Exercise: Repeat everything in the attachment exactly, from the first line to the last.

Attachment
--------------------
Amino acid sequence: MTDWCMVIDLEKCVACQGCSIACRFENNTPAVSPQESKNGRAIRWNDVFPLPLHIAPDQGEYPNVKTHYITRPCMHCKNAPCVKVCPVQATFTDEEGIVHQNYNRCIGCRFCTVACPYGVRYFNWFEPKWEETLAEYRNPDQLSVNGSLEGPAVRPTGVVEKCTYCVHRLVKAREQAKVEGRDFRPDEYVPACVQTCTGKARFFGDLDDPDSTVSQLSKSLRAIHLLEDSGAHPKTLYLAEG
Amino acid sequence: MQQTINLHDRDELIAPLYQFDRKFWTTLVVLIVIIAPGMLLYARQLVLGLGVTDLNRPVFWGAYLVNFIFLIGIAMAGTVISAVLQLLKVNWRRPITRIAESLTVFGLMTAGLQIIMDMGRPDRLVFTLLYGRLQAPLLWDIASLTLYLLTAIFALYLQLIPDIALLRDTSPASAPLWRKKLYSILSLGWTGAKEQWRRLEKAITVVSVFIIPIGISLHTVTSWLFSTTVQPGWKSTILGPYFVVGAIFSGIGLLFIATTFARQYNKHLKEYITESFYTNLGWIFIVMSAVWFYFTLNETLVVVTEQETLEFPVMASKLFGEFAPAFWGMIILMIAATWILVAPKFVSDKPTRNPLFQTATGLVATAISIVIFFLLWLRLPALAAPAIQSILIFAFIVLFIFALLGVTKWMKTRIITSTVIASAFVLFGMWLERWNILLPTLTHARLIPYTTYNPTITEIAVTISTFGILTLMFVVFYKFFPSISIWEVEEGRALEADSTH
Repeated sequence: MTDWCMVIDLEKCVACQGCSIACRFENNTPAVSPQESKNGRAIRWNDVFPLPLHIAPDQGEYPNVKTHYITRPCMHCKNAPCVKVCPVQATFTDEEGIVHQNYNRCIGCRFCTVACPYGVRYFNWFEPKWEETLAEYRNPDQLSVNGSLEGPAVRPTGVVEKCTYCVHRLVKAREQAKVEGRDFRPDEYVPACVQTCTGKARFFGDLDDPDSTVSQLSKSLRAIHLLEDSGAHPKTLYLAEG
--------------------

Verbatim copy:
Amino acid sequence: MTDWCMVIDLEKCVACQGCSIACRFENNTPAVSPQESKNGRAIRWNDVFPLPLHIAPDQGEYPNVKTHYITRPCMHCKNAPCVKVCPVQATFTDEEGIVHQNYNRCIGCRFCTVACPYGVRYFNWFEPKWEETLAEYRNPDQLSVNGSLEGPAVRPTGVVEKCTYCVHRLVKAREQAKVEGRDFRPDEYVPACVQTCTGKARFFGDLDDPDSTVSQLSKSLRAIHLLEDSGAHPKTLYLAEG
Amino acid sequence: MQQTINLHDRDELIAPLYQFDRKFWTTLVVLIVIIAPGMLLYARQLVLGLGVTDLNRPVFWGAYLVNFIFLIGIAMAGTVISAVLQLLKVNWRRPITRIAESLTVFGLMTAGLQIIMDMGRPDRLVFTLLYGRLQAPLLWDIASLTLYLLTAIFALYLQLIPDIALLRDTSPASAPLWRKKLYSILSLGWTGAKEQWRRLEKAITVVSVFIIPIGISLHTVTSWLFSTTVQPGWKSTILGPYFVVGAIFSGIGLLFIATTFARQYNKHLKEYITESFYTNLGWIFIVMSAVWFYFTLNETLVVVTEQETLEFPVMASKLFGEFAPAFWGMIILMIAATWILVAPKFVSDKPTRNPLFQTATGLVATAISIVIFFLLWLRLPALAAPAIQSILIFAFIVLFIFALLGVTKWMKTRIITSTVIASAFVLFGMWLERWNILLPTLTHARLIPYTTYNPTITEIAVTISTFGILTLMFVVFYKFFPSISIWEVEEGRALEADSTH
Repeated sequence: MTDWCMVIDLEKCVACQGCSIACRFENNTPAVSPQESKNGRAIRWNDVFPLPLHIAPDQGEYPNVKTHYITRPCMHCKNAPCVKVCPVQATFTDEEGIVHQNYNRCIGCRFCTVACPYGVRYFNWFEPKWEETLAEYRNPDQLSVNGSLEGPAVRPTGVVEKCTYCVHRLVKAREQAKVEGRDFRPDEYVPACVQTCTGKARFFGDLDDPDSTVSQLSKSLRAIHLLEDSGAHPKTLYLAEG